Canada refined 300,000 cubic metres daily in 1980; in 2010, that number was slightly down, to 291,000, even though exports of oil had grown tenfold in that time. Source: <a href="http://membernet.capp.ca/SHB/Sheet.asp?SectionID=7&SheetID=104" target="_hplink">Canadian Association of Petroleum Producers</a>

  • 7. 97 Per Cent Of Oil Exports Go To The U.S.

    Despite talk by the federal government that it wants to open Asian markets to Canadian oil, the vast majority of exports still go to the United States -- 97 per cent as of 2009. Source: <a href="http://www.nrcan.gc.ca/statistics-facts/energy/895" target="_hplink">Natural Resources Canada</a>

  • 6. Canada Has World's 2nd-Largest Proven Oil Reserves

    Canada's proven reserves of 175 billion barrels of oil -- the vast majority of it trapped in the oil sands -- is the second-largest oil stash in the world, after Saudi Arabia's 267 billion. Source: <a href="http://www.ogj.com/index.html" target="_hplink">Oil & Gas Journal</a>

  • 5. Two-Thirds Of Oil Sands Bitumen Goes To U.S.

    One-third of Canada's oil sands bitumen stays in the country, and is refined into gasoline, heating oil and diesel. Source: <a href="http://www.nrcan.gc.ca/statistics-facts/energy/895" target="_hplink">Natural Resources Canada</a>

  • 4. Alberta Is Two-Thirds Of The Industry

    Despite its reputation as the undisputed centre of Canada's oil industry, Alberta accounts for only two-thirds of energy production. British Columbia and Saskatchewan are the second and third-largest producers. Source: <a href="http://www.nrcan.gc.ca/statistics-facts/energy/895" target="_hplink">Natural Resources Canada</a>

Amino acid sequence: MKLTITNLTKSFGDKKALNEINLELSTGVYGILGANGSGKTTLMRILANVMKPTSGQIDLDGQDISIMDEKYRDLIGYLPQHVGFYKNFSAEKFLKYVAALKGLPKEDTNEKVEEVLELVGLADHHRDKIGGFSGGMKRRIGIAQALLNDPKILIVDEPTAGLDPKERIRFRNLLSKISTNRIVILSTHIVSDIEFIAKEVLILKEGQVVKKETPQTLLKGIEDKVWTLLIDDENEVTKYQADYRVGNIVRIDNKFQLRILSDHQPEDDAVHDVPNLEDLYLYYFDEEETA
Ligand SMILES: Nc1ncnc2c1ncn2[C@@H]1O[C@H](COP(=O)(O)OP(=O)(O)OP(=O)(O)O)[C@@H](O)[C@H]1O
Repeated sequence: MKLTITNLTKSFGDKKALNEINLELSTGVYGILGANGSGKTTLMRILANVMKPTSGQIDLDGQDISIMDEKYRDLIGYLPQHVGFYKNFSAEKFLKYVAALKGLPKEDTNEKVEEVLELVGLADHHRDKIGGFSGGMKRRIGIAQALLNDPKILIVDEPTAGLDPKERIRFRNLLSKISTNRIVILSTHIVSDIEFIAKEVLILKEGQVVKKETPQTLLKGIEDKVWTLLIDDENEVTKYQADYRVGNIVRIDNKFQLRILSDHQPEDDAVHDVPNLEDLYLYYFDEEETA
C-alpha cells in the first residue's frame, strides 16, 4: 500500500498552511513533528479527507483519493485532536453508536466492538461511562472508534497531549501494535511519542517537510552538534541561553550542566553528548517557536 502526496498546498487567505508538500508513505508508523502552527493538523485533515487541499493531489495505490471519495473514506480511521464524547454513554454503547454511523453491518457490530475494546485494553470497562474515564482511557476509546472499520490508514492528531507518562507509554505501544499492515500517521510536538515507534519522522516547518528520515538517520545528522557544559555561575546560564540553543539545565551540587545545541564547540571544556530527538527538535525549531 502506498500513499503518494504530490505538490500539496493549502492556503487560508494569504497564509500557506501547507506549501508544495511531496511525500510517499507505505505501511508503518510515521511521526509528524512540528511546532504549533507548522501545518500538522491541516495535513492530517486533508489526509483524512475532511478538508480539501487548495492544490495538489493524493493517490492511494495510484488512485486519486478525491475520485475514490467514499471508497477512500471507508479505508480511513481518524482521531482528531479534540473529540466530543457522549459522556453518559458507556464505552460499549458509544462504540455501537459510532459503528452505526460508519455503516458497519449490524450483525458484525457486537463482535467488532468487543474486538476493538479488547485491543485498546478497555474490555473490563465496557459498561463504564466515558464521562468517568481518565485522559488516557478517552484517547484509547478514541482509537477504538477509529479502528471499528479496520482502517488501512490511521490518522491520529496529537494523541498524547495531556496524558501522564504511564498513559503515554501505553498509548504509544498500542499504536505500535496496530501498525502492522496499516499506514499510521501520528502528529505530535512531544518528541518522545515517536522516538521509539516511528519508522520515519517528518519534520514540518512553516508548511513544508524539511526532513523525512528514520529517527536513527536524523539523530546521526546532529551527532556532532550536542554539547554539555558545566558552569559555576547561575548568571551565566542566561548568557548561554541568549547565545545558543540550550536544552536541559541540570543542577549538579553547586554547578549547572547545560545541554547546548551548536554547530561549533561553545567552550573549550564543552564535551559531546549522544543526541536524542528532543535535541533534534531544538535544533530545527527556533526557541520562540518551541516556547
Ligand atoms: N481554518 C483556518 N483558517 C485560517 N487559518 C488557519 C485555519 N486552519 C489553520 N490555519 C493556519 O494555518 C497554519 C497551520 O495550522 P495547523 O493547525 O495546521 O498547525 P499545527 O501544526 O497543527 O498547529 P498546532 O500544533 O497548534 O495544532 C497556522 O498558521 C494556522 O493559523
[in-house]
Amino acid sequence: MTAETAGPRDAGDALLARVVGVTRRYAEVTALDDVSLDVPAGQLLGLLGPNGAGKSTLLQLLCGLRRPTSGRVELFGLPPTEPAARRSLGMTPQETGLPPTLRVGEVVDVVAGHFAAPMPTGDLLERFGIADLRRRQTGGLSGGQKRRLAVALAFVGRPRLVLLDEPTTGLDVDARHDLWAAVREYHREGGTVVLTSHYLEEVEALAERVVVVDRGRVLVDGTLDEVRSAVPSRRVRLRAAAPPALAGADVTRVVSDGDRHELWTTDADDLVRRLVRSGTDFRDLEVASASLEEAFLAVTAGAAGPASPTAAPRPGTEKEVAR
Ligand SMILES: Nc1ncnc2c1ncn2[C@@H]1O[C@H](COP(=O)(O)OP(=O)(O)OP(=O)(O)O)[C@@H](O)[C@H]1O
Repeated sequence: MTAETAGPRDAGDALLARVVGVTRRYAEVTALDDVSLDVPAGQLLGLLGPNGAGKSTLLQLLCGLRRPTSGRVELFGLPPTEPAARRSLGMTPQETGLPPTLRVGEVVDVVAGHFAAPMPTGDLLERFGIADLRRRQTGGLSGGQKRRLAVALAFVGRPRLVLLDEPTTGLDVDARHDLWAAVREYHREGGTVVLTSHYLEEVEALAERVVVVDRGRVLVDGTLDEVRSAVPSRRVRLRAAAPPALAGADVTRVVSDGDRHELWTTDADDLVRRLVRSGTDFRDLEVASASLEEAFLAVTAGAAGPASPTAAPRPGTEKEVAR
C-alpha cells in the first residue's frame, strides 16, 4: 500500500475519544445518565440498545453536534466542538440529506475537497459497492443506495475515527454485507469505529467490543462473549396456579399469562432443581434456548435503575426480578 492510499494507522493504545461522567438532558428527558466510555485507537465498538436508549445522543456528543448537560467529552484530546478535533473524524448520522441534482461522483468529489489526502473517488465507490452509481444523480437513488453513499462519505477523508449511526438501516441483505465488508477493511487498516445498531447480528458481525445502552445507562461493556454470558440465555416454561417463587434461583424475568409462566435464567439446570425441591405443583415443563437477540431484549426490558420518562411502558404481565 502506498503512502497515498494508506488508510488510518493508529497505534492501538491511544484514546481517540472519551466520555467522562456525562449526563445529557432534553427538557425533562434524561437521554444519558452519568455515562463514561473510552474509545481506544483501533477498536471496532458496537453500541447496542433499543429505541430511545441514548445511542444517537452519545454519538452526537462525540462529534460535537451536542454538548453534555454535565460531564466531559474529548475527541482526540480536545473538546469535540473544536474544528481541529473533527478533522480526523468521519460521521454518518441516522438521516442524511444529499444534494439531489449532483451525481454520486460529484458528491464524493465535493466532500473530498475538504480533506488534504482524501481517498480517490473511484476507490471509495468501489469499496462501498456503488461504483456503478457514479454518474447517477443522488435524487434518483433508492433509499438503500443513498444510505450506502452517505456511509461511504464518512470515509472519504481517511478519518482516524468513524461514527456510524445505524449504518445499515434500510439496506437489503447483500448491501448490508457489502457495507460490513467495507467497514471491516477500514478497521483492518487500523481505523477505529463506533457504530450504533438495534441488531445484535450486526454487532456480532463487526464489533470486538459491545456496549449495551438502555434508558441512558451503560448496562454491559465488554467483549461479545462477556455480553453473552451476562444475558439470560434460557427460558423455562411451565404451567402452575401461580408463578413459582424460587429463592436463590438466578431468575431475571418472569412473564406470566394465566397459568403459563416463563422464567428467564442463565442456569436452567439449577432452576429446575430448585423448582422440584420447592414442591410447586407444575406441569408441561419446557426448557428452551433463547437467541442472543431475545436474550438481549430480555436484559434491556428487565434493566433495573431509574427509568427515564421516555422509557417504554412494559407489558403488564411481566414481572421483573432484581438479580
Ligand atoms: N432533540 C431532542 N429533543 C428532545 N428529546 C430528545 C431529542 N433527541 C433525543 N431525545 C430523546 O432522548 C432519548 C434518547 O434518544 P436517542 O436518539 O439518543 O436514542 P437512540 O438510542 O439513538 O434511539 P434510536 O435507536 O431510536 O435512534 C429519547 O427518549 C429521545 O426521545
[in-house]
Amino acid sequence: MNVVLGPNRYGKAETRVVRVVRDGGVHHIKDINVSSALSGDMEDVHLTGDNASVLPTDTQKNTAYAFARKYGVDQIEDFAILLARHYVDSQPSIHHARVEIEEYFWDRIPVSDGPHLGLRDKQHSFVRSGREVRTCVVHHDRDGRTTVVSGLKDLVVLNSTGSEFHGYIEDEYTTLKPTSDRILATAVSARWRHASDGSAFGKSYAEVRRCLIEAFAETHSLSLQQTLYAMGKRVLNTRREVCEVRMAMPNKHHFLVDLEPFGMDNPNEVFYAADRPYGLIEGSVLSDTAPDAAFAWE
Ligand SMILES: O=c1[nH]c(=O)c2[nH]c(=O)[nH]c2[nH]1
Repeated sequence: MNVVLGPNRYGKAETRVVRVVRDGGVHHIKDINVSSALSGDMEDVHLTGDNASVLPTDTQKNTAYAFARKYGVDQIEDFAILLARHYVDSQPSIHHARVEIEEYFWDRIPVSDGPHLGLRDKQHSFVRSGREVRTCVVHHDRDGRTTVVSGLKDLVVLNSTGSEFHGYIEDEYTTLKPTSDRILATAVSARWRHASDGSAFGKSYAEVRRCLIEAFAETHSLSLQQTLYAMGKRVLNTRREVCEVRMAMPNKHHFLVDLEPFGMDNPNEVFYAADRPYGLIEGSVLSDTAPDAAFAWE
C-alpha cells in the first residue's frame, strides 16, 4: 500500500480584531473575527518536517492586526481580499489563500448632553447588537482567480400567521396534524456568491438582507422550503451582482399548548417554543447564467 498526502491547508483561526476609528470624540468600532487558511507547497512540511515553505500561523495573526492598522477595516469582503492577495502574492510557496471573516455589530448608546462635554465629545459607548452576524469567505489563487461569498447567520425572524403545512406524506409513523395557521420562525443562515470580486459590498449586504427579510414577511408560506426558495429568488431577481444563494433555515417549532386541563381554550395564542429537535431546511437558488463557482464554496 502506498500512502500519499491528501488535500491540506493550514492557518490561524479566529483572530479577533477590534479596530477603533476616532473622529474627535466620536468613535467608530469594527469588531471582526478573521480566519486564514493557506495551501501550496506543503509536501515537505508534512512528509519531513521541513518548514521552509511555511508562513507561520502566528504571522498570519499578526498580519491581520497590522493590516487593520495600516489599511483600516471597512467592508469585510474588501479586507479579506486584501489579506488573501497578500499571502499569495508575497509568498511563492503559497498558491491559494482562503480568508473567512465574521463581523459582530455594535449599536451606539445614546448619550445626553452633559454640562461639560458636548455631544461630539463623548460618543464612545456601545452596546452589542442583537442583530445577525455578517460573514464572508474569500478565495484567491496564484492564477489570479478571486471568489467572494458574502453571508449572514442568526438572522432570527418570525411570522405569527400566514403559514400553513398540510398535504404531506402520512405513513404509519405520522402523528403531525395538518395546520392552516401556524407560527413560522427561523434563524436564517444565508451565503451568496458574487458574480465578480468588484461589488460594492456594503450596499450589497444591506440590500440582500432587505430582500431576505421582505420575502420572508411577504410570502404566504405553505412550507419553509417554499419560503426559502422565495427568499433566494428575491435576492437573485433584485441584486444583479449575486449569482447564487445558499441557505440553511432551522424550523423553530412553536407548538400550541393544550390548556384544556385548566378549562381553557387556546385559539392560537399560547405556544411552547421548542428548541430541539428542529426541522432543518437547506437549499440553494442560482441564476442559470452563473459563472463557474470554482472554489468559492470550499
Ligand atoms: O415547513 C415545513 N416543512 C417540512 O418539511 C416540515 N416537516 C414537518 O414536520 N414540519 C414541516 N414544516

• 3. Alberta Will Reap $1.2 Trillion From Oil Sands

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  • 2. Canadian Oil Consumption Has Stayed Flat

    Thanks to improvements in energy efficiency, and a weakening of the country's manufacturing base, oil consumption in Canada has had virtually no net change in 30 years. Consumption went from 287,000 cubic metres daily in 1980 to 260,000 cubic metres daily in 2010. Source: Source: <a href="http://membernet.capp.ca/SHB/Sheet.asp?SectionID=6&SheetID=99" target="_hplink">Canadian Association of Petroleum Producers</a>

  • 1. 250,000 Jobs.. Plus Many More?

    The National Energy Board says oil and gas employs 257,000 people in Canada, not including gas station employees. And the Canadian Association of Petroleum Producers says the oil sands alone <a href="http://www.capp.ca/aboutUs/mediaCentre/NewsReleases/Pages/OilsandsaCanadianjobcreator.aspx" target="_hplink">will grow from 75,000 jobs to 905,000 jobs by 2035</a> -- assuming, of course, the price of oil holds up.


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    Brand value: $1.109 billion Photo: Brian Ferguson, president and CEO of Cenovus Energy (The Canadian Press) Source: <a href="http://www.brandfinance.com/offices/canada" target="_hplink">Brand Finance Canada</a>

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    Brand value: $1.849 billion Source: <a href="http://www.brandfinance.com/offices/canada" target="_hplink">Brand Finance Canada</a>

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    Brand value: $4.726 billion Source: <a href="http://www.brandfinance.com/offices/canada" target="_hplink">Brand Finance Canada</a>